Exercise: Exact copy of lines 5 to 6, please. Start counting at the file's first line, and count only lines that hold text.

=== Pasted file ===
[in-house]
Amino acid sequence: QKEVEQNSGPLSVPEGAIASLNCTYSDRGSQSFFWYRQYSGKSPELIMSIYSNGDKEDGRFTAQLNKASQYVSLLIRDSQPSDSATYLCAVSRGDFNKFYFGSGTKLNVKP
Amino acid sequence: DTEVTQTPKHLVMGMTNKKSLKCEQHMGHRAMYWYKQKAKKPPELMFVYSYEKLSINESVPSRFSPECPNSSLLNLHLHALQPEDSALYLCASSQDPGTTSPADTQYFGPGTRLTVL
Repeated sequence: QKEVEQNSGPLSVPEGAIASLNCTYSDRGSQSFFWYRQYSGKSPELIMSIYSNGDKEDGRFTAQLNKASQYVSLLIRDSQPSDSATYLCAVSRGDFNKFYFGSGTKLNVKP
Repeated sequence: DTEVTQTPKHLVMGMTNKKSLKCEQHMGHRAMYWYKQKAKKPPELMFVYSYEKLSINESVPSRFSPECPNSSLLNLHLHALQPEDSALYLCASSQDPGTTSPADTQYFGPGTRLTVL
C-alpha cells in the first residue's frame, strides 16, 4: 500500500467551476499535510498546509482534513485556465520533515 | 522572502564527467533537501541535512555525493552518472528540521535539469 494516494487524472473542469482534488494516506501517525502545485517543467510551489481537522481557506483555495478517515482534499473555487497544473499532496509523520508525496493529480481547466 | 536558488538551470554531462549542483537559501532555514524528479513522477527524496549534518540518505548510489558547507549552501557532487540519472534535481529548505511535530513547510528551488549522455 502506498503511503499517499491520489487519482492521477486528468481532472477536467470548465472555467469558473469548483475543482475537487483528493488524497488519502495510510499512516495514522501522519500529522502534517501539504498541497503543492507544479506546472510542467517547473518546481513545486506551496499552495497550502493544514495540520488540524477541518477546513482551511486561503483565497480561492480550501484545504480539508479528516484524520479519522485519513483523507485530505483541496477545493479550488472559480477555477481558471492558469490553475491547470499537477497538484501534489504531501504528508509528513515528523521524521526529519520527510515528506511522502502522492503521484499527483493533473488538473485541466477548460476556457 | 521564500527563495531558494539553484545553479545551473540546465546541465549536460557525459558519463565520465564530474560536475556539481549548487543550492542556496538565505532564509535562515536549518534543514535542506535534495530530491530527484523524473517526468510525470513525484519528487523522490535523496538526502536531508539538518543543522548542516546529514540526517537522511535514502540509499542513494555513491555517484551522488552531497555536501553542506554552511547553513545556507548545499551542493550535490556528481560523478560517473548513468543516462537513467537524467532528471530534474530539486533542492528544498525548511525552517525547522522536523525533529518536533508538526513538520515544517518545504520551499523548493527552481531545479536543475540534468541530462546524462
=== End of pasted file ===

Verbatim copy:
Repeated sequence: DTEVTQTPKHLVMGMTNKKSLKCEQHMGHRAMYWYKQKAKKPPELMFVYSYEKLSINESVPSRFSPECPNSSLLNLHLHALQPEDSALYLCASSQDPGTTSPADTQYFGPGTRLTVL
C-alpha cells in the first residue's frame, strides 16, 4: 500500500467551476499535510498546509482534513485556465520533515 | 522572502564527467533537501541535512555525493552518472528540521535539469 494516494487524472473542469482534488494516506501517525502545485517543467510551489481537522481557506483555495478517515482534499473555487497544473499532496509523520508525496493529480481547466 | 536558488538551470554531462549542483537559501532555514524528479513522477527524496549534518540518505548510489558547507549552501557532487540519472534535481529548505511535530513547510528551488549522455 502506498503511503499517499491520489487519482492521477486528468481532472477536467470548465472555467469558473469548483475543482475537487483528493488524497488519502495510510499512516495514522501522519500529522502534517501539504498541497503543492507544479506546472510542467517547473518546481513545486506551496499552495497550502493544514495540520488540524477541518477546513482551511486561503483565497480561492480550501484545504480539508479528516484524520479519522485519513483523507485530505483541496477545493479550488472559480477555477481558471492558469490553475491547470499537477497538484501534489504531501504528508509528513515528523521524521526529519520527510515528506511522502502522492503521484499527483493533473488538473485541466477548460476556457 | 521564500527563495531558494539553484545553479545551473540546465546541465549536460557525459558519463565520465564530474560536475556539481549548487543550492542556496538565505532564509535562515536549518534543514535542506535534495530530491530527484523524473517526468510525470513525484519528487523522490535523496538526502536531508539538518543543522548542516546529514540526517537522511535514502540509499542513494555513491555517484551522488552531497555536501553542506554552511547553513545556507548545499551542493550535490556528481560523478560517473548513468543516462537513467537524467532528471530534474530539486533542492528544498525548511525552517525547522522536523525533529518536533508538526513538520515544517518545504520551499523548493527552481531545479536543475540534468541530462546524462